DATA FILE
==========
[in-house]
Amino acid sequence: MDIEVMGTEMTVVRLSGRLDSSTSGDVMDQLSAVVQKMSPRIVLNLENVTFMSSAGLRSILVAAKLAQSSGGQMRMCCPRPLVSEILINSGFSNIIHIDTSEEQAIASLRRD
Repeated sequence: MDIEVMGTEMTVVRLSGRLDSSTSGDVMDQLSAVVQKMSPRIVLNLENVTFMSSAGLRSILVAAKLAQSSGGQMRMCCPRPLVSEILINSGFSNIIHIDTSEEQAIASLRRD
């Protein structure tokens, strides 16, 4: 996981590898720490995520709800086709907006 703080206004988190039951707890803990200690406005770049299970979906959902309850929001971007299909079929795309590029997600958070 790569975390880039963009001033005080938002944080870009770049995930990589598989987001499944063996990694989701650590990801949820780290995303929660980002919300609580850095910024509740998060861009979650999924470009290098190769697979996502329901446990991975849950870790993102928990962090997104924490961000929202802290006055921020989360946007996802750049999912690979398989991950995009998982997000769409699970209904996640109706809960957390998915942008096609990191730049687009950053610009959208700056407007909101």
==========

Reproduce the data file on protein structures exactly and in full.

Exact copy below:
[in-house]
Amino acid sequence: MDIEVMGTEMTVVRLSGRLDSSTSGDVMDQLSAVVQKMSPRIVLNLENVTFMSSAGLRSILVAAKLAQSSGGQMRMCCPRPLVSEILINSGFSNIIHIDTSEEQAIASLRRD
Repeated sequence: MDIEVMGTEMTVVRLSGRLDSSTSGDVMDQLSAVVQKMSPRIVLNLENVTFMSSAGLRSILVAAKLAQSSGGQMRMCCPRPLVSEILINSGFSNIIHIDTSEEQAIASLRRD
């Protein structure tokens, strides 16, 4: 996981590898720490995520709800086709907006 703080206004988190039951707890803990200690406005770049299970979906959902309850929001971007299909079929795309590029997600958070 790569975390880039963009001033005080938002944080870009770049995930990589598989987001499944063996990694989701650590990801949820780290995303929660980002919300609580850095910024509740998060861009979650999924470009290098190769697979996502329901446990991975849950870790993102928990962090997104924490961000929202802290006055921020989360946007996802750049999912690979398989991950995009998982997000769409699970209904996640109706809960957390998915942008096609990191730049687009950053610009959208700056407007909101």